Many residents of Tennessee suffer from financial difficulties have attempted to modify their home mortgages to forestall both foreclosure and Chapter 7 bankruptcy. Unfortunately, some firms offering mortgage modification services attempted to take advantage of persons who see mortgage modification as a pathway to financial health. A recent settlement between Massachusetts and a large non-bank lender shows some of the abuses that borrowers may face.
According to a statement released by the Massachusetts Attorney General, the firm, formerly named Northstar, and now known as Mr. Cooper, has agreed to settle the state's claims against it by submitting to various penalties. Nationstar is alleged to have violated the Massachusetts law intended to prevent lenders from using certain deceptive practices.
One such technique was the offering of a short-term, interest-only modifications without taking into account the borrower's ability to repay the debt over the life of the modified loan. After two years of interest only payments, the payments ballooned into amounts higher than the debtors were paying when they initially defaulted. Nationstar is also accused of failing to process mortgage modification applications in good faith. Instead, borrowers ran into lengthy delays caused by Nationstar employees mishandling the application papers.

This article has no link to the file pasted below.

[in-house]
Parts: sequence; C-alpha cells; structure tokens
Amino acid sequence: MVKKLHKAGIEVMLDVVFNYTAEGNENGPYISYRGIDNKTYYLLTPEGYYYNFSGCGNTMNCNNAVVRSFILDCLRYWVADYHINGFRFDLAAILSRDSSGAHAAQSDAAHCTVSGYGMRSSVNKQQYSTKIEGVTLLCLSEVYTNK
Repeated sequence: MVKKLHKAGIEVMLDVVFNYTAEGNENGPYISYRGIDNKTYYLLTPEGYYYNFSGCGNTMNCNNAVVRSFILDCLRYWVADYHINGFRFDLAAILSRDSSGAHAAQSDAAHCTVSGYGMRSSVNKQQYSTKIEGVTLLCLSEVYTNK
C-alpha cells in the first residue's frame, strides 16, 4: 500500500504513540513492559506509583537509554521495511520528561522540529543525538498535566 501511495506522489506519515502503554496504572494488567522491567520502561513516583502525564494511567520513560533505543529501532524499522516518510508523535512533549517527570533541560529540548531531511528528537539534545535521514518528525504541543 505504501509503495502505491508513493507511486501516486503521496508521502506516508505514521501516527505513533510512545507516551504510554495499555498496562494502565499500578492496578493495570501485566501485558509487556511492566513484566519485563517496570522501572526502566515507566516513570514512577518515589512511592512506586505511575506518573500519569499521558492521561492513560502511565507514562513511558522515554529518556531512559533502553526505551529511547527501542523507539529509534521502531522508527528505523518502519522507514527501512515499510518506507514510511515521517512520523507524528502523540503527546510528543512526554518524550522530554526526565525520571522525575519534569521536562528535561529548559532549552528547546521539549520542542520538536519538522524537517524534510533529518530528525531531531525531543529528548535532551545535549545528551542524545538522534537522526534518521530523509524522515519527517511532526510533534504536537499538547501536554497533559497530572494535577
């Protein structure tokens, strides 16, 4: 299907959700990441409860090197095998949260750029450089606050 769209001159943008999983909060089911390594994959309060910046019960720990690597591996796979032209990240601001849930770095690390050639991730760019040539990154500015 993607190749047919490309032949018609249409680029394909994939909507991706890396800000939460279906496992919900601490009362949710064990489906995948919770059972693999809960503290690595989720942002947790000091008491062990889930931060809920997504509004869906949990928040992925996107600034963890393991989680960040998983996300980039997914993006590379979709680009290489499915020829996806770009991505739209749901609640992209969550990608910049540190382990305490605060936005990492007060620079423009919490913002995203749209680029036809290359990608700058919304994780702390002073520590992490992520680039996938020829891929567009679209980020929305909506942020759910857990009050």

According to the settlement agreement, the servicing company will be required to offer its clients meaningful mortgage modification agreement that, according to the Attorney General's office, will provide "millions" in borrower relief by reducing the principal on their mortgages. Nationstar also agreed to pay $500,000 in restitution to borrowers whose home were foreclosed.
Even though this case occurred in Massachusetts, the reported abuses can occur almost anywhere. Anyone who is facing similar problems with a mortgage modification may wish to consult an attorney who is experienced in handling bankruptcies and foreclosure proceedings for advice loan restructuring and the legal consequences of altering the terms of a mortgage agreement.
Source: HousingWire, "Massachusetts hits Nationstar (aka Mr. Cooper) with fine, sanctions over servicing abuses," Ben Lane, Jan. 30, 2018